– Yi H.
    Feb 17 '14 at 16:39
  • 2
    @YiHuang, ugh thanks, I checked my branch name before, and then I checked it again because of your comment - had the same issue, missplelled it.
    – lakesare
    Dec 18 '14 at 19:31
  • 1
    @YiH.i was sure that my branch name is correct but i just rechecked it after reading your comment and my bad - has same issue. Feb 7 '17 at 8:34
  • 1
    why we need to specify HEAD ?
    – LauZyHou
    May 13 at 15:22
  • 1
    @LauZyHou it is needed in the case of the remote branch doesn't have the same name as the local branch git-scm.com/docs/git-push#Documentation/…
    – Jean Paul
    Jul 7 at 12:59
254

I also had a similar error after deleting all files on my local computer, and I have to clean up all files in the repository.

My error message was something like this:

error: src refspec master does not match any.
error: failed to push some refs to 'git@github ... .git'

And it was solved by executing the following commands:

touch README
git add README

git add (all other files)
git commit -m 'reinitialized files'
git push origin master --force  # <- caution, --force can delete others work.
4
  • 14
    The other answers did not solve the problem I was having (for instance, I had already committed and still had this error), but doing a git push origin BRANCH --force worked. Thank you!
    – Lemmings19
    Mar 5 '13 at 1:35
  • See this earlier answer. I suspect that you needed to add a file because git won't track empty directories.
    – user456814
    Apr 4 '14 at 20:57
  • 4
    push --force could also completely blew away co-workers hard work. Added warning by it. Jun 8 '15 at 0:15
  • 4
    This solved my problem. I think git add did it. While pushing things at first git doesn't recognize things, may be that's why I had the problem. git add command solved my problem. also after that i was able to push without --force. Thanks Aryo Oct 4 '15 at 13:36
135
git push -u origin master
error: src refspec master does not match any.

For that you need to enter the commit message as follows and then push the code:

git commit -m "initial commit"

git push origin master

Successfully pushed to master.

2
  • I checked it's working. Please ignore -u option and then try Nov 13 '18 at 5:38
  • The issue here seems to be completely different than the OP's...but it seems many including me had this issue.
    – ZX9
    Dec 11 '19 at 1:18
129

For me I had to make sure the public key is properly configured on the server (appended in ~/.ssh/authorized_keys) and in GitHub/Bitbucket (added to my SSH keys on GitHub or Bitbucket) - they need to match. Then:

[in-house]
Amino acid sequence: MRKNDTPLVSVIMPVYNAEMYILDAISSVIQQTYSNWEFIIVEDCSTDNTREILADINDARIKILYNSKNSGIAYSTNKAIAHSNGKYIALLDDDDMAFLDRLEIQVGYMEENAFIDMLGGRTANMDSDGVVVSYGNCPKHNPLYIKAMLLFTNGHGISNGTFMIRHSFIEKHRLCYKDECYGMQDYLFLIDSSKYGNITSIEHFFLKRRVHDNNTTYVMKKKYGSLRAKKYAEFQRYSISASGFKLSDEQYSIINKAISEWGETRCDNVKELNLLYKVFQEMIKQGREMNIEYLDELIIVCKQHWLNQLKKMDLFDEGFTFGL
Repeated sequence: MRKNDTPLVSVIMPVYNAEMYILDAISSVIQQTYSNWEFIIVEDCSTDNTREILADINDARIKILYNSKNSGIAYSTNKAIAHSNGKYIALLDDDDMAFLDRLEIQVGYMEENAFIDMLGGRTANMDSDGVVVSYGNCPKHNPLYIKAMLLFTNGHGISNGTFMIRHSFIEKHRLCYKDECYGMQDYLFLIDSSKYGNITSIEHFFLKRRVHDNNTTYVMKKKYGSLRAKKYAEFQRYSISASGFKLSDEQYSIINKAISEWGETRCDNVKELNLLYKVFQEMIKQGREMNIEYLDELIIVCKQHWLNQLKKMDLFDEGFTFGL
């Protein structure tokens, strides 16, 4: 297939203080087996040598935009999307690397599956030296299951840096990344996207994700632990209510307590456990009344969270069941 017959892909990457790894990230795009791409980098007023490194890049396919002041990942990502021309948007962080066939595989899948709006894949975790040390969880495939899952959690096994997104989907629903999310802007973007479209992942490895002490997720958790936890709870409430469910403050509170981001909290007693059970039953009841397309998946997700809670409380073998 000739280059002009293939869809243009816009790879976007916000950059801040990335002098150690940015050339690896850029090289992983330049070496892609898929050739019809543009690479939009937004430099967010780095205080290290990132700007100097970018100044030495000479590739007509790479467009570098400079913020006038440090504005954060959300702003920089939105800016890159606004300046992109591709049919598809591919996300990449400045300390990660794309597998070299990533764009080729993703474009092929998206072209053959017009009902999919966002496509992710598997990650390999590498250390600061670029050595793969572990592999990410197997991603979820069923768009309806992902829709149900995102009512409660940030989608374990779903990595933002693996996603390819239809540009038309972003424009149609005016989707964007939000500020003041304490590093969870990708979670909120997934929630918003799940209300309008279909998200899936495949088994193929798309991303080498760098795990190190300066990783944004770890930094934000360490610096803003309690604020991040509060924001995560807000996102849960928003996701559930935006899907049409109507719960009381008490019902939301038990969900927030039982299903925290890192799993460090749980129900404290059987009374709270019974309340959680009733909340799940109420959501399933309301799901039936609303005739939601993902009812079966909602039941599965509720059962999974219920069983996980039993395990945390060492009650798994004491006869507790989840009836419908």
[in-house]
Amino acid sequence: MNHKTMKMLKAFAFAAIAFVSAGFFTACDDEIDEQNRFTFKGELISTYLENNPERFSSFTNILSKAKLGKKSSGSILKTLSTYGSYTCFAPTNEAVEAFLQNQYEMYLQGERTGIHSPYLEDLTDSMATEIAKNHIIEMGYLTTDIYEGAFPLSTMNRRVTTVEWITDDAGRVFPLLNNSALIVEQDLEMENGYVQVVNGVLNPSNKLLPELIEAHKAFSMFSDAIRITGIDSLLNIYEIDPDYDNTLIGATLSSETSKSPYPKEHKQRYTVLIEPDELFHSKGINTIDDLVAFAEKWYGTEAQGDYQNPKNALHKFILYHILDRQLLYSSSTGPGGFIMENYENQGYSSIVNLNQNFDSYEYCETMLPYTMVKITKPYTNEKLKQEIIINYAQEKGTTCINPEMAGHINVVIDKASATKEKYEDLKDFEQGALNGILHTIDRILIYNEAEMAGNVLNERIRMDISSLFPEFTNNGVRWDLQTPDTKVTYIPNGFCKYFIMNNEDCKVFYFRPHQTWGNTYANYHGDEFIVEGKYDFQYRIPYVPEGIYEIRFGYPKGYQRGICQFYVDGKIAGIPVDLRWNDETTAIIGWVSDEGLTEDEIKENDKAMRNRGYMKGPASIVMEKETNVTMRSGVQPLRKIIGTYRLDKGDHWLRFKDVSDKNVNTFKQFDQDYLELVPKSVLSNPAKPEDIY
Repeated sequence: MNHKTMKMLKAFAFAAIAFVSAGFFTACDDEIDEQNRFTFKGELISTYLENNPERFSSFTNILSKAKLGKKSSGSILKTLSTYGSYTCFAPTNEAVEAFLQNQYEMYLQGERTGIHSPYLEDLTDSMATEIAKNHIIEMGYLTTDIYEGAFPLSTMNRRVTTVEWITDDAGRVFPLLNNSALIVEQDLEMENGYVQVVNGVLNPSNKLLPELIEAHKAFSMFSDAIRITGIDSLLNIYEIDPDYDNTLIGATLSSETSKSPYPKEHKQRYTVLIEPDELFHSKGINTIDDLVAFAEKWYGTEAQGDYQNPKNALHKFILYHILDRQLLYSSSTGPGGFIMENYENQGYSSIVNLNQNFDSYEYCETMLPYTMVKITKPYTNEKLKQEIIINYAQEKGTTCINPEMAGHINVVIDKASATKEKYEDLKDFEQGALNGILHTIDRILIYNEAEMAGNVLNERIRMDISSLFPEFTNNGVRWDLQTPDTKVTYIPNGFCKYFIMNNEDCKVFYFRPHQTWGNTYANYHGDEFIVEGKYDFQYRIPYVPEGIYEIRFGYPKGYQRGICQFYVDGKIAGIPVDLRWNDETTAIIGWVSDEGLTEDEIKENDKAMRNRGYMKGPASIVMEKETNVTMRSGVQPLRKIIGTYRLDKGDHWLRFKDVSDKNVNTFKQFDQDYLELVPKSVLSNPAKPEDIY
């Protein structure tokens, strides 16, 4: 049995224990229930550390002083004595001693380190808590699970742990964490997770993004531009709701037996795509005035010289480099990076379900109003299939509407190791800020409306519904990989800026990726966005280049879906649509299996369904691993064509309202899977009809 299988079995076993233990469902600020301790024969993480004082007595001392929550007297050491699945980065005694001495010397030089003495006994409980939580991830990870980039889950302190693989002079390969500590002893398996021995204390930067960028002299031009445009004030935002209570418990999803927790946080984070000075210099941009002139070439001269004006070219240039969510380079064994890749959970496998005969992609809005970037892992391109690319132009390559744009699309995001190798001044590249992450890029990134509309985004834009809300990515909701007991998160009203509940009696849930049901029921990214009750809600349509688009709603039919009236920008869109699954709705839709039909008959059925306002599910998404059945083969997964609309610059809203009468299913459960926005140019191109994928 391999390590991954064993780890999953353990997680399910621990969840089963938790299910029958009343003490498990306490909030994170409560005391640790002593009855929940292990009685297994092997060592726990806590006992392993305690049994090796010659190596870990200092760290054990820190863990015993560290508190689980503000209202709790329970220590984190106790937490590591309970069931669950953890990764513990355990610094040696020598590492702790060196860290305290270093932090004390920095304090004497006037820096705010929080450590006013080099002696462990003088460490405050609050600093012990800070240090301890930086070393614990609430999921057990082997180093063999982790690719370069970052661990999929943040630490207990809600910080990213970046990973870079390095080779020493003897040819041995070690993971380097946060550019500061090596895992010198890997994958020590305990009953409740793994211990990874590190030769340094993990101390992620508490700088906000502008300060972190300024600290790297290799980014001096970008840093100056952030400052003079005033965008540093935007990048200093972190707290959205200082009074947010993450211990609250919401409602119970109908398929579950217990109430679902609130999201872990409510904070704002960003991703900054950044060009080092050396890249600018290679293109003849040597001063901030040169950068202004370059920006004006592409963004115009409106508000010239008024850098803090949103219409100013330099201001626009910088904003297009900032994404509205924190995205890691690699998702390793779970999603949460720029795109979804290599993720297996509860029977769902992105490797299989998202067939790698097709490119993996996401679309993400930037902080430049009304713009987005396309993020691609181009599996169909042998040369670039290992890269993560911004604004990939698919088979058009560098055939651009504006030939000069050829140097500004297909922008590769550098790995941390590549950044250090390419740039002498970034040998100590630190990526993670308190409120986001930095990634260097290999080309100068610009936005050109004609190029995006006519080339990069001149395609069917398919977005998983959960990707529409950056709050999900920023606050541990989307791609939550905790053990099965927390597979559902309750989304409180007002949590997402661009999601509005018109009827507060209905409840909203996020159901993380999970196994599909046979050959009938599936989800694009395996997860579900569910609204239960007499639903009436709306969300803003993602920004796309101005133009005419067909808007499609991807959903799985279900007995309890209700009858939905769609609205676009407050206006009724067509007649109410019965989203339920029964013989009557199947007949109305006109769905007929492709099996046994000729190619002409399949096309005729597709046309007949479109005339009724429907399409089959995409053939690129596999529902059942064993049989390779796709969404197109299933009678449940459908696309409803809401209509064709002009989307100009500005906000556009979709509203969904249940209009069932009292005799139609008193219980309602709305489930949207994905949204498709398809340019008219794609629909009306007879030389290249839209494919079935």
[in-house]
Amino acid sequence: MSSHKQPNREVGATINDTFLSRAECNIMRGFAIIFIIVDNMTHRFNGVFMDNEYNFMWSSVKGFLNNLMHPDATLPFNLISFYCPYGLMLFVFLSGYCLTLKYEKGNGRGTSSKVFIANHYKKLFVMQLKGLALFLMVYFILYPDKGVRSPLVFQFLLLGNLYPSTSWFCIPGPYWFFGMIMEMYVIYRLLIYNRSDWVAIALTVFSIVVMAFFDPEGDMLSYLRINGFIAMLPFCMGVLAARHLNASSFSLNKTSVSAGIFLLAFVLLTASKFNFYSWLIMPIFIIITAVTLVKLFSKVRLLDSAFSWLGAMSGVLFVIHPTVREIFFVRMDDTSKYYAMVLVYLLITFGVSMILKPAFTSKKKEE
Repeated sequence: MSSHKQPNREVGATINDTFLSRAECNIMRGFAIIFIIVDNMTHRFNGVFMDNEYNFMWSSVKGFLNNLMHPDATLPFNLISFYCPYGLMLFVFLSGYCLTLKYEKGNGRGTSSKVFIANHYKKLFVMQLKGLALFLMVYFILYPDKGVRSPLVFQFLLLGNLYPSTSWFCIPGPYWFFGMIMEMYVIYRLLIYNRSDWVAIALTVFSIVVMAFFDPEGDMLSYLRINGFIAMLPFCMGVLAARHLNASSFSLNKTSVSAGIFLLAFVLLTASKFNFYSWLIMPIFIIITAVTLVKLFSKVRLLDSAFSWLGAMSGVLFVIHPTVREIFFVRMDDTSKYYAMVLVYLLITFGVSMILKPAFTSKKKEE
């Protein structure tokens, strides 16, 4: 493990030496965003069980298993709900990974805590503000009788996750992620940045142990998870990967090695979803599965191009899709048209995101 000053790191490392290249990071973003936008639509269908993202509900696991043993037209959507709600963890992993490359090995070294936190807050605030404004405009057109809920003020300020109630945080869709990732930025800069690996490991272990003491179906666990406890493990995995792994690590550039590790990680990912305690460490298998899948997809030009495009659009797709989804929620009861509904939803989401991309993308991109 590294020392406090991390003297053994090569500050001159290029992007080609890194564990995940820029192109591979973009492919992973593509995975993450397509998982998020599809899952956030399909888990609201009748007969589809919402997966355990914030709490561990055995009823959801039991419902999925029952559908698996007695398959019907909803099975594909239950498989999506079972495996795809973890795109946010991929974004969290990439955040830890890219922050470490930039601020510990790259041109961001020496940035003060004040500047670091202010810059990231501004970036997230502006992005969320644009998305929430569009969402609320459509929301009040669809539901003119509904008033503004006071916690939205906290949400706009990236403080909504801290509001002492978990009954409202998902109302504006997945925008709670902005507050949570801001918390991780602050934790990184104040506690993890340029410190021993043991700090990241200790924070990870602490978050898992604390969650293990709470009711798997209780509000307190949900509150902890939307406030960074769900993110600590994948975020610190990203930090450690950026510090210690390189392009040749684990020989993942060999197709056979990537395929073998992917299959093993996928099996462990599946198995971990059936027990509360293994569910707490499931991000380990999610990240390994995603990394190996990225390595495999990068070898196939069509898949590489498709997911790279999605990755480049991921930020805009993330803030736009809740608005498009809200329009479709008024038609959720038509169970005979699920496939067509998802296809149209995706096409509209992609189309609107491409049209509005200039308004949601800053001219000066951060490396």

git add --all :/
git commit -am 'message'
git push -u origin master
0
101

I found this happened in a brand new repository after I Git added only a directory.

As soon as I added a file (e.g. a README), Git push worked great.

7
  • 8
    This probably works because git doesn't actually track directories, only files. So if a directory is empty, git won't actually add it.
    – user456814
    Apr 4 '14 at 20:51
  • 1
    The OP added a file (xx.php) so this was not the problem in this case even though in other cases this can be a problem and adding a file a solution of that problem. Jun 8 '15 at 0:21
  • 1
    Such a simple solution to a frustrating problem. I was testing the creation and clonining of repos and created empty directories not files. Sep 18 '15 at 14:14
  • 1
    8 years later this saved me some headache! Oct 26 '19 at 17:25
  • In my case, 1--> git init 2---> git add origin....etc 3---> git git push -u origin master ===>Then I got the above error. ===>Then I executed following 2 commands, it's disappear. ---> git add * ---> git commit -m "Some message" --->git git push -u origin master ===>Worked fine for me, in my case.
    – Kodali444
    Dec 3 '19 at 9:14
74

Missing or skipping git add . or git commit may cause this error:

git push -u origin master
Username for 'https://github.com': yourusername
Password for 'https://yourusername@github.com': 
error: src refspec master does not match any.
error: failed to push some refs to 'https://github.com/yourusername/foobar.git'

To fix it, reinitialize and follow the proper sequence:

git init
git add .
git commit -m 'message'
git *create remote
git push -u origin master
3
  • that's correct, the business end is more specifically git remote add __REMOTE_NAME__ __URL_OR_SSH__, and above the remote name is "origin"
    – aug2uag
    Jul 17 '14 at 18:32
  • 1